Okay. So let me own -- understand this. So the valuation at June 30 is similar to the valuation at the July 31. And as far as your philosophy is, is not to double down to get a larger position in something even though they're raising a substantial amount of more money, and this dilutes you -- I mean, even though -- it appears it dilutes you because $27 billion came in and...
Douglas W. Jamison
It does dilute us partially. Sam, you hit on a great point. We actually tried to get more of this. We tried to put more money to work in it. Unfortunately, it's always a game of he who has the gold makes the rule and NEA has a lot of gold, $2.6 billion. And unfortunately, the other players in this syndicate with us and have been investors for a while have far more gold than us as well. And there was a limitation on how much could come in. There was a decision at the end of the day that we didn't necessarily agree with, but it's probably good for the company. But Pfizer also came into the deal as a strategic partner. And we would've been able to get more if we didn't let Pfizer in. But as Pfizer is one of the largest pharmaceutical companies, it was deemed appropriate to have them involved in this going forward. But yes, we tried to get more. We were not able to get more in it, but we were also not able to write a $10 million or $15 million check, where we would've been making the rules.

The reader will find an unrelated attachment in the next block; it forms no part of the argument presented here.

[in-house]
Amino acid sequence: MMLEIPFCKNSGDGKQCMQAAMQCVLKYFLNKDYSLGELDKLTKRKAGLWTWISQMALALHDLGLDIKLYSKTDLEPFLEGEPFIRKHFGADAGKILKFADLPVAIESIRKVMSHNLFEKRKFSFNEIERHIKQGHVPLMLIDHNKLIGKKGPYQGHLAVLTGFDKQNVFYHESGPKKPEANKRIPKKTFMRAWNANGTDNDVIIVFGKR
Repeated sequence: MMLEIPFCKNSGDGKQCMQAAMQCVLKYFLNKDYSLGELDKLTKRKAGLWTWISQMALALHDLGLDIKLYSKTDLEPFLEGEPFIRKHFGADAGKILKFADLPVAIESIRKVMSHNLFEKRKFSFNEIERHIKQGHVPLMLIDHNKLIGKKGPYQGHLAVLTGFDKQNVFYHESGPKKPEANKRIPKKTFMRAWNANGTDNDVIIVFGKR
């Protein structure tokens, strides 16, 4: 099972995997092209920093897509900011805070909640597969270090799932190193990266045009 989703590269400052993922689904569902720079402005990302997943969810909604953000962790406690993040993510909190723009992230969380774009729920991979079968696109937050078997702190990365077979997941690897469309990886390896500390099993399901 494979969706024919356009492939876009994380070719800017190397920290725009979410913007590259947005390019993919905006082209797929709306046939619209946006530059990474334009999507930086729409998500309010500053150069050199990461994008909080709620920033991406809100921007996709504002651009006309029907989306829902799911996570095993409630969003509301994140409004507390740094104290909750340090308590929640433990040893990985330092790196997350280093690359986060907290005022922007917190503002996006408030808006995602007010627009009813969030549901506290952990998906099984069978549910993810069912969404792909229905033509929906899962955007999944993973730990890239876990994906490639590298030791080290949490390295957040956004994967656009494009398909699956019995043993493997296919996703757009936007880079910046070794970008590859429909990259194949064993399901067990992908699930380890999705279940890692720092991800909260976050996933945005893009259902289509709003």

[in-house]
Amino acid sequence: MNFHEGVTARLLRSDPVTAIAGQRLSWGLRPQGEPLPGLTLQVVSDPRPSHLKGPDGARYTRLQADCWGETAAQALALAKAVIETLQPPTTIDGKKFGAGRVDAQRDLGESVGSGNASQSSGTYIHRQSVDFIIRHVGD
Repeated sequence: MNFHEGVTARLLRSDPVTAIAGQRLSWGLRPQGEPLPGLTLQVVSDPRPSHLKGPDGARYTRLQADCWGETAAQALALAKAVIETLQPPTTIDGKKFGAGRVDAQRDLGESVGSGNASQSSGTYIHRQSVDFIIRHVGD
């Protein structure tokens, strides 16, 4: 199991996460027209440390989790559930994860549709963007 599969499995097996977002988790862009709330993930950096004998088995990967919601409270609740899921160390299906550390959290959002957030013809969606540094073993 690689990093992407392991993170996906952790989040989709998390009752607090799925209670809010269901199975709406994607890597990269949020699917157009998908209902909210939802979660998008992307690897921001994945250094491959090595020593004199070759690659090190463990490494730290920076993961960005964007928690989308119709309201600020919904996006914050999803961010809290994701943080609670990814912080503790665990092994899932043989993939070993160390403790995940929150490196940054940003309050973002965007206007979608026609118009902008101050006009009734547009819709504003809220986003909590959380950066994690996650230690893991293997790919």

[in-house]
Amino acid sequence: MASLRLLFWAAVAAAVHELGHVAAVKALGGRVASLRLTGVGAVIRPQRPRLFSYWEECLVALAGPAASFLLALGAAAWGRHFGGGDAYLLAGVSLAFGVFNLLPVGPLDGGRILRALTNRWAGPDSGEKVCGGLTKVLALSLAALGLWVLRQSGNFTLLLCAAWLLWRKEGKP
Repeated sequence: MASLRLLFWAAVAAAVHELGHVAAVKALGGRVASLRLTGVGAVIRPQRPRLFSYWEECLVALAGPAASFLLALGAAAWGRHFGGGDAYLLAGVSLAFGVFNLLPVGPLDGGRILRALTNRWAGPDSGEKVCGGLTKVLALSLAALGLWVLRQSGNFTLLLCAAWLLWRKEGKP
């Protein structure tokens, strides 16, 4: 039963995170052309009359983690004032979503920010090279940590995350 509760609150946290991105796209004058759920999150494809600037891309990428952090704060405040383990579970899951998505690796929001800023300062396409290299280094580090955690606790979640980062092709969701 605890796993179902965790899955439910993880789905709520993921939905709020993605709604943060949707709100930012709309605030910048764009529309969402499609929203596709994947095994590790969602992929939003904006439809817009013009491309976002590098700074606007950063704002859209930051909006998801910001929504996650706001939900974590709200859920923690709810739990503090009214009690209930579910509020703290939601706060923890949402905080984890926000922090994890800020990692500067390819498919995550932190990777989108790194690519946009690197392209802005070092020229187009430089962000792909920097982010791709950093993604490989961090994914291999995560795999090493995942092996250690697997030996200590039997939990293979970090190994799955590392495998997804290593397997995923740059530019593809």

Understandable. Now, the Russian part, did you say that you expect -- you sort of alluded to something, but I was not clear to raise additional funds that you can manage. Is there anything going on of substance? Is there any timetable where you expect something to happen if it's not the Russian partners that came in to NeoPhotonics? Is there some other people that you could get some money that you could have more power so that when the large group that came in and like new enterprise came in, you have more power? Is there anything that you're doing to try to sell what you're doing because you're first and you should be able to get somebody to let you in or give you money, et cetera?